Instant Pages and Print Preview Now On By Defaul In Google's Chrome Stable Channel

In June this year, Google's Instant Pages feature was made available to Chrome beta channel, starting today, the Instant Pages is now on by default in the latest stable version of Chrome 13 build, announced Timo Burkard, Software Engineer. "When we can predict with reasonable confidence that you'll click the first result, Instant Pages will […]

In June this year, Google's Instant Pages feature was made available to Chrome beta channel, starting today, the Instant Pages is now on by default in the latest stable version of Chrome 13 build, announced Timo Burkard, Software Engineer.

"When we can predict with reasonable confidence that you'll click the first result, Instant Pages will begin loading the webpage early. By the time you click on the result, the entire webpage will often appear to have loaded instantly. This means that sometimes when you click a Google search result in Chrome, the page will appear to load much faster than before. How much faster? In the video embedded below, you can see a side by side comparison of Chrome with and without Instant Pages enabled," stated Burkard.

Chrome 13 is special because Google offered "$17,000 of rewards" to the security experts who found vulnerabilities in Chrome's code. This is "possibly the best haul yet," mentions Google.

Burkard also announced that "print preview is now available for Windows and Linux users in the latest stable version of Chrome. (Hold tight Mac users, it's coming!)." Print preview uses the built-in PDF viewer, so it only works if you use the default settings and you haven't enabled Adobe Reader's plugin. Unlike other browsers, Chrome doesn't have a separate menu item for print preview and there's no modal window. When you click "Print", Chrome opens a new tab that shows the page converted to PDF and a small number of options for printing. For more advanced options, click "advanced" to open the native printing dialog.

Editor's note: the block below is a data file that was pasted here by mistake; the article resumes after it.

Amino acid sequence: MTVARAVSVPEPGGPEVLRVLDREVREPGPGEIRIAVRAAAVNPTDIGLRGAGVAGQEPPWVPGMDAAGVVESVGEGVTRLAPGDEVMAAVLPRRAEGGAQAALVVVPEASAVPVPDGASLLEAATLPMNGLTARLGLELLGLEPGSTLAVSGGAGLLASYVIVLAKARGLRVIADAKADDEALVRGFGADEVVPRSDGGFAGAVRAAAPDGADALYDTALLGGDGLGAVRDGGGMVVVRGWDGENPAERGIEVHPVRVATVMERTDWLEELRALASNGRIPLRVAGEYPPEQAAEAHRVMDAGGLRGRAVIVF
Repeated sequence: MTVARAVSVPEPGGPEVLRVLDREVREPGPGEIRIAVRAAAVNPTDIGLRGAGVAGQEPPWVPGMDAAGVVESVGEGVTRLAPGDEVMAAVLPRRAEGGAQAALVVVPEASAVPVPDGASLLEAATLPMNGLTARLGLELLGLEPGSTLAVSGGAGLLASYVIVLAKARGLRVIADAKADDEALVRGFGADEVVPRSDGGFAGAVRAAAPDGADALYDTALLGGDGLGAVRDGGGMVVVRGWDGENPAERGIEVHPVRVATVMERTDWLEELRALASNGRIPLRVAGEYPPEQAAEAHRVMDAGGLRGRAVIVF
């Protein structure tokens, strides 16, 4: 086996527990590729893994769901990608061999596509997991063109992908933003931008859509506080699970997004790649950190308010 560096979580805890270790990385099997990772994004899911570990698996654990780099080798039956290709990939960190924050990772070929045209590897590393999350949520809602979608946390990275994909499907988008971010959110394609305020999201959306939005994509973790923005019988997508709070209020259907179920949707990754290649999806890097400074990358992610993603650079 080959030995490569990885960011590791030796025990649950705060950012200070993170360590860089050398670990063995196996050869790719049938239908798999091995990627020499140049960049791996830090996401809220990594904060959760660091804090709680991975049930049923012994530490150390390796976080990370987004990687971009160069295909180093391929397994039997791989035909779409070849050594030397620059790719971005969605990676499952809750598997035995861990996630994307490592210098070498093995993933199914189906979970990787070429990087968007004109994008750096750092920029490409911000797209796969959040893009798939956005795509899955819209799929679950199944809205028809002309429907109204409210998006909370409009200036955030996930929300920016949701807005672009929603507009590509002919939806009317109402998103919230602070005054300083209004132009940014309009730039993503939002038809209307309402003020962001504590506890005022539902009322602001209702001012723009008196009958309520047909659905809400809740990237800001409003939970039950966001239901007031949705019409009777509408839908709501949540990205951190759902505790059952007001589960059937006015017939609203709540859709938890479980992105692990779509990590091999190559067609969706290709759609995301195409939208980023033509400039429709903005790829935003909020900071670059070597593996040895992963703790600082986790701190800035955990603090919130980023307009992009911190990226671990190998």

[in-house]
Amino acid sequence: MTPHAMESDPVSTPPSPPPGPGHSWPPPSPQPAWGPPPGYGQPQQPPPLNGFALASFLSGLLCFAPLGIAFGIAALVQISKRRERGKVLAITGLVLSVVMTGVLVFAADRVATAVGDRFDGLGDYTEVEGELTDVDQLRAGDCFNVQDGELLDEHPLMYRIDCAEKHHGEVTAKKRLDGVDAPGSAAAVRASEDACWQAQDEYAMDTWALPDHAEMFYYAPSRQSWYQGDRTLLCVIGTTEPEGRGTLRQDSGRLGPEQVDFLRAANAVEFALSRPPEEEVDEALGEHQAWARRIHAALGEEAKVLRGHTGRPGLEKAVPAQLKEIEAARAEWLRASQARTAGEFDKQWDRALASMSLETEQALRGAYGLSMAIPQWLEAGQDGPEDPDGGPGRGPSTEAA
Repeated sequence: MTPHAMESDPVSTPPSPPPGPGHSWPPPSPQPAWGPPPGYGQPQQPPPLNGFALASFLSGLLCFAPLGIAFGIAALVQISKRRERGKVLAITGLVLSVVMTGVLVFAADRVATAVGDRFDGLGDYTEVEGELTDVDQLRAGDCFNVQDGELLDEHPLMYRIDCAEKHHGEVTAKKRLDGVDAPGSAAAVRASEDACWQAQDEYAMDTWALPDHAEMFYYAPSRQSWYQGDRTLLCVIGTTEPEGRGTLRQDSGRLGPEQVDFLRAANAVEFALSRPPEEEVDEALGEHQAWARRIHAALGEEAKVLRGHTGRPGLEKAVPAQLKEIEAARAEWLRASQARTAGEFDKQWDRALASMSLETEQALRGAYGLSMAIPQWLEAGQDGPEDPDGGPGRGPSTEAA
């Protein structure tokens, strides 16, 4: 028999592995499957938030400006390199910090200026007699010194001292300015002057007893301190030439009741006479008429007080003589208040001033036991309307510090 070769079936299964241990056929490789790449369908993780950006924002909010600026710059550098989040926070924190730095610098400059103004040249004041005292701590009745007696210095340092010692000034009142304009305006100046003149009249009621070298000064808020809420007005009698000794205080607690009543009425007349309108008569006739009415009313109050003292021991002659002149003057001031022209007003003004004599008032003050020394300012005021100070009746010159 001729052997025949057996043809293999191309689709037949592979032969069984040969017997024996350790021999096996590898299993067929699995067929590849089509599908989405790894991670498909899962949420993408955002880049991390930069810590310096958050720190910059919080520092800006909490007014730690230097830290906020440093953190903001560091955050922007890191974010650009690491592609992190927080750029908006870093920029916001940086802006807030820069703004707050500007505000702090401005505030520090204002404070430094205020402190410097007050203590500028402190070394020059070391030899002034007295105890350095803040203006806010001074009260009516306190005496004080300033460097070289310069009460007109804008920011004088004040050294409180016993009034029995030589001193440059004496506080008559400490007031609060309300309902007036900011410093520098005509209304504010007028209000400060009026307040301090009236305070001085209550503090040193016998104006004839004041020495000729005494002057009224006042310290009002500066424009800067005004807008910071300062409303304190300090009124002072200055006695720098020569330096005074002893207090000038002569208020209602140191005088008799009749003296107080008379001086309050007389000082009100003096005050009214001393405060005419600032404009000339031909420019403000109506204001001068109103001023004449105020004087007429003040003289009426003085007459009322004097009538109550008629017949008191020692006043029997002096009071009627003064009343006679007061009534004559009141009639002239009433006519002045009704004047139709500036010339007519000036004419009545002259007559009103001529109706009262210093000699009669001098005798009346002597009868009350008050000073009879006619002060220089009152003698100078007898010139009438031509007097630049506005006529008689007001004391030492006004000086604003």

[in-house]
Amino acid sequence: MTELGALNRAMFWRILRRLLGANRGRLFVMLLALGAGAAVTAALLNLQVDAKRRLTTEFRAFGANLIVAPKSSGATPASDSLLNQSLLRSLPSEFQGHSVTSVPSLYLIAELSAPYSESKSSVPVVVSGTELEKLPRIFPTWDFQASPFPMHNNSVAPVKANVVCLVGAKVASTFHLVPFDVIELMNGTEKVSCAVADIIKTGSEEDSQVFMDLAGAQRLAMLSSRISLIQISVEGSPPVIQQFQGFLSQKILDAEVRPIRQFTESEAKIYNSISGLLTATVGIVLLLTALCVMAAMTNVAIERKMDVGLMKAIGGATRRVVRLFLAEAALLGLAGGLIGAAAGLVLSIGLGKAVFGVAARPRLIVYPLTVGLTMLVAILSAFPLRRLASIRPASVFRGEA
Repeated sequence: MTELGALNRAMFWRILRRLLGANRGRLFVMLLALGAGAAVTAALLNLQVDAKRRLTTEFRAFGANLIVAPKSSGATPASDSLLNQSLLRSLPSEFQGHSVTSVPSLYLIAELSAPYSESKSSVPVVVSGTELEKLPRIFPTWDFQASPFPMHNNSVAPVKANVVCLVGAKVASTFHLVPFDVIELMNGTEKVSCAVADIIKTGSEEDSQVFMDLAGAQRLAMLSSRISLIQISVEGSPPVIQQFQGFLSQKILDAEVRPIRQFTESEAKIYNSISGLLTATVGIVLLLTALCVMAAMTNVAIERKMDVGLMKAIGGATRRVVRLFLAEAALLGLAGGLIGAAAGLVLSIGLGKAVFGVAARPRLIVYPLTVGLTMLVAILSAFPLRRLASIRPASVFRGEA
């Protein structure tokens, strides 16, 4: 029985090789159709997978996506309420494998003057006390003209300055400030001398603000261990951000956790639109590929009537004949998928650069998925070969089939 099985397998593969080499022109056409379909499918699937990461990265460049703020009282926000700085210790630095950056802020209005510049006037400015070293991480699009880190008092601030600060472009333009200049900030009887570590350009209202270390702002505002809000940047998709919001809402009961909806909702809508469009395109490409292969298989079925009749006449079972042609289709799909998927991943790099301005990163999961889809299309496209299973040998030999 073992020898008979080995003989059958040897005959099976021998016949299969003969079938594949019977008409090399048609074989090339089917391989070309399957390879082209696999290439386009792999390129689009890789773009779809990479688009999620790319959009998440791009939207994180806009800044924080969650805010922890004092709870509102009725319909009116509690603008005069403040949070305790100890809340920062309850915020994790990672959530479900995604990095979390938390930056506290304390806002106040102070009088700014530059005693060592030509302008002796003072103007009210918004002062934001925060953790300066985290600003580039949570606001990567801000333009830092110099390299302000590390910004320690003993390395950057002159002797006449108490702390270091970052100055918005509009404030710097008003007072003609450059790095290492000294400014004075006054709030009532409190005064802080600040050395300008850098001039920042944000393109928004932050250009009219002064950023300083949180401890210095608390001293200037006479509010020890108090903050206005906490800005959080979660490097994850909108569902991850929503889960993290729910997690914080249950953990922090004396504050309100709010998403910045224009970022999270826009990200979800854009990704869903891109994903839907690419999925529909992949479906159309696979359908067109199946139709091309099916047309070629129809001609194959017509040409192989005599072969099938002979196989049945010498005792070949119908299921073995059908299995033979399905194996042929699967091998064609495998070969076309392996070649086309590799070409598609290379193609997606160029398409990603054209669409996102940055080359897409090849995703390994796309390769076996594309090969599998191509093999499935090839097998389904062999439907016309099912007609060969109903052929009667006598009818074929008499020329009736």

Since Chrome automatically generates a PDF file, you can easily save it by selecting "Print to PDF" from the "Destination" drop-down.

Prerendering extends an old Firefox feature called prefetching. Instead of only loading the HTML code of a page, prerendering loads the page and all the associated resources (images, scripts, CSS files), while also running the active content. This is useful if it's very likely that the visitor of a page will go to another page and it makes sense to load the second page in the background. Google is the first site that uses prerendering. It loads the top search result if it's very likely that users will click it (e.g.: for navigational queries like [CNN], [Princeton]). Any developer can use prerendering by adding rel="prerender" to a link tag, but it should be used sparingly.

In addition to adding to these new features to Chrome, another new Chrome feature improves the address bar by adding support for partial URL matches in your browser history. This means that you can type "web" in the address bar and Chrome will match "http://picasaweb.google.com" if you've previously visited the page, just like in Firefox. The "omnibox, Chrome's combination search box and address bar, has gotten much smarter in the latest release, making it even easier for you to get back to pages you've visited before. Just type part of the page's address or title and look in the dropdown for matching pages from your history," explains Burkard.

[Source:Google Chrome blog]